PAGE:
Charleston News & Courier, April 2, 1882 at page 4, col. 2; Jonathan Poston, The Buildings of Charleston at pages 227, 237, 241, 242 (1997).
 As an aside, it should be noted that much of what is reported about Patrick O’Donnell and his Italianate showpiece at 21 King St. has no basis in fact. It is a popular, but unfounded, story that he built the house to win the fickle heart of a finance and squandered his money on the house. In fact, he only began the house in 1857 at which point he was already 50 years old. While Mr. O’Donnell worked on the house in fits and did not complete it until about 1865, the intercession of the Civil War should earn him some slack. The house did not take 20 years to build, as some wags report, and its construction did not bankrupt Mr. O’Donnell. In fact, he died with what the newspaper described as a “fortune” of about $10,000. The house is not without some unusual history, though. After completion, the house was never rented or occupied as a residence during Mr. O’Donnell’s remaining 15 years despite the fact that he lived next door at 19 King St. Charleston News & Courier, April 2, 1882 at page 4, col. 2.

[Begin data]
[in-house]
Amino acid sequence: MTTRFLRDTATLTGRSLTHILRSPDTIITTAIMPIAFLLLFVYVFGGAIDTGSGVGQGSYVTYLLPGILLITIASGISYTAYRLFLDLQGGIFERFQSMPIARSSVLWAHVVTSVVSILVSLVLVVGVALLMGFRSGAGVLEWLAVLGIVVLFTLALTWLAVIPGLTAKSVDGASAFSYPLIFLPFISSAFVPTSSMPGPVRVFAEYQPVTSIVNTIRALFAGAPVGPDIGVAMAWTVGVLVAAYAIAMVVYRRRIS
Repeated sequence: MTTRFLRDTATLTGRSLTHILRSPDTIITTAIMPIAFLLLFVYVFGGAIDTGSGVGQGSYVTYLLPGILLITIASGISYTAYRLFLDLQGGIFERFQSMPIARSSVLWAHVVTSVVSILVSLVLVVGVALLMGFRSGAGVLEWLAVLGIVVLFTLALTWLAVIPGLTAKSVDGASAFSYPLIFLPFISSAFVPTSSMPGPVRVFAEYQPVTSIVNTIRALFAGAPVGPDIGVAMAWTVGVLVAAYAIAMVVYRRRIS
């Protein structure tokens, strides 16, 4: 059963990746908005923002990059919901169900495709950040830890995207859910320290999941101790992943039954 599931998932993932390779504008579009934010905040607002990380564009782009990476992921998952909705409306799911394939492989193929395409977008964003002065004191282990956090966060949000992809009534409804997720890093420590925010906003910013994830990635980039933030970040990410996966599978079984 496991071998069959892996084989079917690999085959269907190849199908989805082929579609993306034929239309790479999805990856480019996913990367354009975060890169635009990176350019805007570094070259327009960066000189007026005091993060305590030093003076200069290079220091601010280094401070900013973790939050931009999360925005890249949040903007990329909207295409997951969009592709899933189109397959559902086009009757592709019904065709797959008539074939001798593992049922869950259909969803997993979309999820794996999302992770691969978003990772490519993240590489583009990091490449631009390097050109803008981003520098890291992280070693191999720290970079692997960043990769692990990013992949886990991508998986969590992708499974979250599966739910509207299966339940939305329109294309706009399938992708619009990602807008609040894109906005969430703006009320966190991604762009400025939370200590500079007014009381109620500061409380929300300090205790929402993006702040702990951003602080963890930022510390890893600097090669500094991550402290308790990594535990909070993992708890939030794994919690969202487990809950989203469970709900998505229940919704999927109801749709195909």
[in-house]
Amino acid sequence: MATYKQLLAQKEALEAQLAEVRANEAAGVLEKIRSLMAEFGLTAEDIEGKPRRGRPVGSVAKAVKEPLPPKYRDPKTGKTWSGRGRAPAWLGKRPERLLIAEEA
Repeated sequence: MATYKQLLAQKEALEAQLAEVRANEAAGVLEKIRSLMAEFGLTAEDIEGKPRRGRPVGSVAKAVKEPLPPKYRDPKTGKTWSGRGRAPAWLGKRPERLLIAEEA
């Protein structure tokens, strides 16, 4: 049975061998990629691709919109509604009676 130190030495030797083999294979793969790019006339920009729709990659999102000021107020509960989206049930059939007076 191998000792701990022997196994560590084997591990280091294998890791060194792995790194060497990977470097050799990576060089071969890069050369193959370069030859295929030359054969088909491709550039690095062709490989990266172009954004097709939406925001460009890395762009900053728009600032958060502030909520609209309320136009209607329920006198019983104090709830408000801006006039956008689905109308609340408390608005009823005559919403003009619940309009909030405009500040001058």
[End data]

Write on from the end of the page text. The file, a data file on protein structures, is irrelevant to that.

Charleston County Deed K20, page 621.
 The numbering of the outbuilding is perhaps somehow connected to the fact that 24 King St. originally backed up to 27 Meeting St.
 Charleston News & Courier, December 20, 1901, at page 10, col. 2.
 Suzanne Cameron Linder, Historical Atlas o the Rice Plantations of Georgetown County and the Santee River, at page 110 (2001).
 Charleston News & Courier, September 1, 1933, at page 9, col. 8.
 Charleston County Deed H21, page 187.
 Barnwell Rhett Heyward, “The Descendants of Col. William Rhett, of South Carolina” in South Carolina Historical Magazine, Vol. 4, at page 122 (1903).
 Charleston County Deed H26, page 302.
 Betty Brenner, The Old Codgers’ Charleston Address Book 1900-1999, at ___ (2002).
 Charleston News & Courier, December 17, 1943, at page 2, col. 3.
 Charleston News & Courier, June 1, 1944, at page 2, col. 5.
 Charleston News & Courier, May 6, 1959, at page 13A, col. 4.
 Charleston County Deed S49, page 575.
 City of Charleston, Board of Architectural Review, File on 24 King St.
 Charleston County Deed O319, page 678.
 City of Charleston, Board of Architectural Review, File on 24 King St.
 Charleston County Deed K374, page 577.
[Researched and written by Kevin Eberle, 2003]